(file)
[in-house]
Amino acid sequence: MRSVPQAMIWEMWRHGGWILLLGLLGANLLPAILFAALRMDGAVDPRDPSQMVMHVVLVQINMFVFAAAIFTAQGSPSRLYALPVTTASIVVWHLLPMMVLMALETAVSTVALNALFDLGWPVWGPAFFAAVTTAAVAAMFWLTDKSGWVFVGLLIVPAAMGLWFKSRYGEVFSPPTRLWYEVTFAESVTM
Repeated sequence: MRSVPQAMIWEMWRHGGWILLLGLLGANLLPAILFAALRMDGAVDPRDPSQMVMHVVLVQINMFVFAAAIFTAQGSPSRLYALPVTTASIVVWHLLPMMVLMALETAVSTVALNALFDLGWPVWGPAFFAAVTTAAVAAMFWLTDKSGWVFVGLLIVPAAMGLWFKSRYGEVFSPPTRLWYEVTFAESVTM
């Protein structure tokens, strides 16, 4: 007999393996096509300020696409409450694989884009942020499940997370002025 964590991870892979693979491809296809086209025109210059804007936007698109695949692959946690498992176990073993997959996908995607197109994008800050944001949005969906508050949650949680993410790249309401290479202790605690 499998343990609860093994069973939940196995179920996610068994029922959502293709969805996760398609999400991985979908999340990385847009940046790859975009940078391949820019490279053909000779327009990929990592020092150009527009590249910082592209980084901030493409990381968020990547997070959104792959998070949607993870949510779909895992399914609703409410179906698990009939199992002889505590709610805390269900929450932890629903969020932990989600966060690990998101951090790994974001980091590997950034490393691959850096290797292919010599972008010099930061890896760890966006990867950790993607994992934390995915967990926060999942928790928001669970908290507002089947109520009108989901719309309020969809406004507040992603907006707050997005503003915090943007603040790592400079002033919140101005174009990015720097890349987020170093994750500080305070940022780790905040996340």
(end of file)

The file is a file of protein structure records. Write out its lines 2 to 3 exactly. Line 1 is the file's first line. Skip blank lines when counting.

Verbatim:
Amino acid sequence: MRSVPQAMIWEMWRHGGWILLLGLLGANLLPAILFAALRMDGAVDPRDPSQMVMHVVLVQINMFVFAAAIFTAQGSPSRLYALPVTTASIVVWHLLPMMVLMALETAVSTVALNALFDLGWPVWGPAFFAAVTTAAVAAMFWLTDKSGWVFVGLLIVPAAMGLWFKSRYGEVFSPPTRLWYEVTFAESVTM
Repeated sequence: MRSVPQAMIWEMWRHGGWILLLGLLGANLLPAILFAALRMDGAVDPRDPSQMVMHVVLVQINMFVFAAAIFTAQGSPSRLYALPVTTASIVVWHLLPMMVLMALETAVSTVALNALFDLGWPVWGPAFFAAVTTAAVAAMFWLTDKSGWVFVGLLIVPAAMGLWFKSRYGEVFSPPTRLWYEVTFAESVTM